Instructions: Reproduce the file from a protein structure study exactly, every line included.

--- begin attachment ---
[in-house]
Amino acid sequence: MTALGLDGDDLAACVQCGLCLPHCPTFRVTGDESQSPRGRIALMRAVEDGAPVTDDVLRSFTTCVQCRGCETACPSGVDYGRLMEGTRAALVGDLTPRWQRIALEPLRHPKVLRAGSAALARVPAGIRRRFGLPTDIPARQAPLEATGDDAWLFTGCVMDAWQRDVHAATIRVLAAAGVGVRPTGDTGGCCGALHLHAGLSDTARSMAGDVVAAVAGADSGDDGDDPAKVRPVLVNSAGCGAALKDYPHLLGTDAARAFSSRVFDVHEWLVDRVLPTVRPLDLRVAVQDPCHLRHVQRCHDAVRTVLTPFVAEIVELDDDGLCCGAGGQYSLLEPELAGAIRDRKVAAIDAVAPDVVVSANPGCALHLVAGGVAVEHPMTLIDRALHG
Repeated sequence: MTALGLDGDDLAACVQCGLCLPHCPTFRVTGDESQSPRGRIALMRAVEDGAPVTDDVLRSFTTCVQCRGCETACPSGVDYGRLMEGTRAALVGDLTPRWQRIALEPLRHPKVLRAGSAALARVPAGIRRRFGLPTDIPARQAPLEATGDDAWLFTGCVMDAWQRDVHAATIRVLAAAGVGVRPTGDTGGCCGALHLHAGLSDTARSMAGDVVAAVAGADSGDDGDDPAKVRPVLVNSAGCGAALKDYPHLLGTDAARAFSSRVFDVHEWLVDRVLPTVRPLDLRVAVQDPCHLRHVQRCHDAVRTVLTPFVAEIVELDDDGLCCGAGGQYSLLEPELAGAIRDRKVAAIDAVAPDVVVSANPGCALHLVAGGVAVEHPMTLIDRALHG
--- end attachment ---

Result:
[in-house]
Amino acid sequence: MTALGLDGDDLAACVQCGLCLPHCPTFRVTGDESQSPRGRIALMRAVEDGAPVTDDVLRSFTTCVQCRGCETACPSGVDYGRLMEGTRAALVGDLTPRWQRIALEPLRHPKVLRAGSAALARVPAGIRRRFGLPTDIPARQAPLEATGDDAWLFTGCVMDAWQRDVHAATIRVLAAAGVGVRPTGDTGGCCGALHLHAGLSDTARSMAGDVVAAVAGADSGDDGDDPAKVRPVLVNSAGCGAALKDYPHLLGTDAARAFSSRVFDVHEWLVDRVLPTVRPLDLRVAVQDPCHLRHVQRCHDAVRTVLTPFVAEIVELDDDGLCCGAGGQYSLLEPELAGAIRDRKVAAIDAVAPDVVVSANPGCALHLVAGGVAVEHPMTLIDRALHG
Repeated sequence: MTALGLDGDDLAACVQCGLCLPHCPTFRVTGDESQSPRGRIALMRAVEDGAPVTDDVLRSFTTCVQCRGCETACPSGVDYGRLMEGTRAALVGDLTPRWQRIALEPLRHPKVLRAGSAALARVPAGIRRRFGLPTDIPARQAPLEATGDDAWLFTGCVMDAWQRDVHAATIRVLAAAGVGVRPTGDTGGCCGALHLHAGLSDTARSMAGDVVAAVAGADSGDDGDDPAKVRPVLVNSAGCGAALKDYPHLLGTDAARAFSSRVFDVHEWLVDRVLPTVRPLDLRVAVQDPCHLRHVQRCHDAVRTVLTPFVAEIVELDDDGLCCGAGGQYSLLEPELAGAIRDRKVAAIDAVAPDVVVSANPGCALHLVAGGVAVEHPMTLIDRALHG